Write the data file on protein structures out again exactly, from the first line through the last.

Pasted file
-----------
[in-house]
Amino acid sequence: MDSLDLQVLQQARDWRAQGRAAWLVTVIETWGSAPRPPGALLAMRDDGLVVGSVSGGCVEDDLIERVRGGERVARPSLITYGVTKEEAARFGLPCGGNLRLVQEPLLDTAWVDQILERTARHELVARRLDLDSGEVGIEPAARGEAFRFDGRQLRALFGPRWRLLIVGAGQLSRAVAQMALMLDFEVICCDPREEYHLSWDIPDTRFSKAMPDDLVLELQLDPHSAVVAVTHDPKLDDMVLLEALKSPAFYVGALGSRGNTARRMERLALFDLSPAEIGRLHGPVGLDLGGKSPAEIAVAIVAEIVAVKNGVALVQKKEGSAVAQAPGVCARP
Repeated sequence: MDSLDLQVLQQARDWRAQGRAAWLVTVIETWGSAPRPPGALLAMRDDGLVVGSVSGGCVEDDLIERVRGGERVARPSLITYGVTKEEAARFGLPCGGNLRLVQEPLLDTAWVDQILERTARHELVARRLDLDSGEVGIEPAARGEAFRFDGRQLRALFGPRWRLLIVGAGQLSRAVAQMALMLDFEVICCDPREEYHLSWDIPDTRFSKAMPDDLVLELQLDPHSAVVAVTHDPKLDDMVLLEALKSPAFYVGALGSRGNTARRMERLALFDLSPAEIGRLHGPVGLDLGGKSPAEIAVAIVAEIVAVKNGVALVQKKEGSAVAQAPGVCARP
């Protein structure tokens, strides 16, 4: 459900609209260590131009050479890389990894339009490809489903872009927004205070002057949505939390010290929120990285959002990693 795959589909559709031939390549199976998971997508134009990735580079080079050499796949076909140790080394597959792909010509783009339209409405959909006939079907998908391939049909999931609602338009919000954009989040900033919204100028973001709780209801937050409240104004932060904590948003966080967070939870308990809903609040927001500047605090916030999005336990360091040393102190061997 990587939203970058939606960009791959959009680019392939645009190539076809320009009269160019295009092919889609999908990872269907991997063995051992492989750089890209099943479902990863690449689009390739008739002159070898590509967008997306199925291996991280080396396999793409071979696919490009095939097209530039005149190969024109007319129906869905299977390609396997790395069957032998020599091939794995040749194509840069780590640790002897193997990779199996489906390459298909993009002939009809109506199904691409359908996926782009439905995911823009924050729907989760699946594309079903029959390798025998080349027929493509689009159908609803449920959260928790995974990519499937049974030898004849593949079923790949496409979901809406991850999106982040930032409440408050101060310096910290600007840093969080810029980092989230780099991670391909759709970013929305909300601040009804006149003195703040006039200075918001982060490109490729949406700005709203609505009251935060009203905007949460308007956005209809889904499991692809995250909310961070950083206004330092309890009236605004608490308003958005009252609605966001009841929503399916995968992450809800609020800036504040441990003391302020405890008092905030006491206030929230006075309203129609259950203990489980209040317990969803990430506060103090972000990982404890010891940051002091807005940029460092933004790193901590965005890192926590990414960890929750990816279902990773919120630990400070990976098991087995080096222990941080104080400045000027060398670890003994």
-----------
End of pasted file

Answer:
[in-house]
Amino acid sequence: MDSLDLQVLQQARDWRAQGRAAWLVTVIETWGSAPRPPGALLAMRDDGLVVGSVSGGCVEDDLIERVRGGERVARPSLITYGVTKEEAARFGLPCGGNLRLVQEPLLDTAWVDQILERTARHELVARRLDLDSGEVGIEPAARGEAFRFDGRQLRALFGPRWRLLIVGAGQLSRAVAQMALMLDFEVICCDPREEYHLSWDIPDTRFSKAMPDDLVLELQLDPHSAVVAVTHDPKLDDMVLLEALKSPAFYVGALGSRGNTARRMERLALFDLSPAEIGRLHGPVGLDLGGKSPAEIAVAIVAEIVAVKNGVALVQKKEGSAVAQAPGVCARP
Repeated sequence: MDSLDLQVLQQARDWRAQGRAAWLVTVIETWGSAPRPPGALLAMRDDGLVVGSVSGGCVEDDLIERVRGGERVARPSLITYGVTKEEAARFGLPCGGNLRLVQEPLLDTAWVDQILERTARHELVARRLDLDSGEVGIEPAARGEAFRFDGRQLRALFGPRWRLLIVGAGQLSRAVAQMALMLDFEVICCDPREEYHLSWDIPDTRFSKAMPDDLVLELQLDPHSAVVAVTHDPKLDDMVLLEALKSPAFYVGALGSRGNTARRMERLALFDLSPAEIGRLHGPVGLDLGGKSPAEIAVAIVAEIVAVKNGVALVQKKEGSAVAQAPGVCARP
């Protein structure tokens, strides 16, 4: 459900609209260590131009050479890389990894339009490809489903872009927004205070002057949505939390010290929120990285959002990693 795959589909559709031939390549199976998971997508134009990735580079080079050499796949076909140790080394597959792909010509783009339209409405959909006939079907998908391939049909999931609602338009919000954009989040900033919204100028973001709780209801937050409240104004932060904590948003966080967070939870308990809903609040927001500047605090916030999005336990360091040393102190061997 990587939203970058939606960009791959959009680019392939645009190539076809320009009269160019295009092919889609999908990872269907991997063995051992492989750089890209099943479902990863690449689009390739008739002159070898590509967008997306199925291996991280080396396999793409071979696919490009095939097209530039005149190969024109007319129906869905299977390609396997790395069957032998020599091939794995040749194509840069780590640790002897193997990779199996489906390459298909993009002939009809109506199904691409359908996926782009439905995911823009924050729907989760699946594309079903029959390798025998080349027929493509689009159908609803449920959260928790995974990519499937049974030898004849593949079923790949496409979901809406991850999106982040930032409440408050101060310096910290600007840093969080810029980092989230780099991670391909759709970013929305909300601040009804006149003195703040006039200075918001982060490109490729949406700005709203609505009251935060009203905007949460308007956005209809889904499991692809995250909310961070950083206004330092309890009236605004608490308003958005009252609605966001009841929503399916995968992450809800609020800036504040441990003391302020405890008092905030006491206030929230006075309203129609259950203990489980209040317990969803990430506060103090972000990982404890010891940051002091807005940029460092933004790193901590965005890192926590990414960890929750990816279902990773919120630990400070990976098991087995080096222990941080104080400045000027060398670890003994």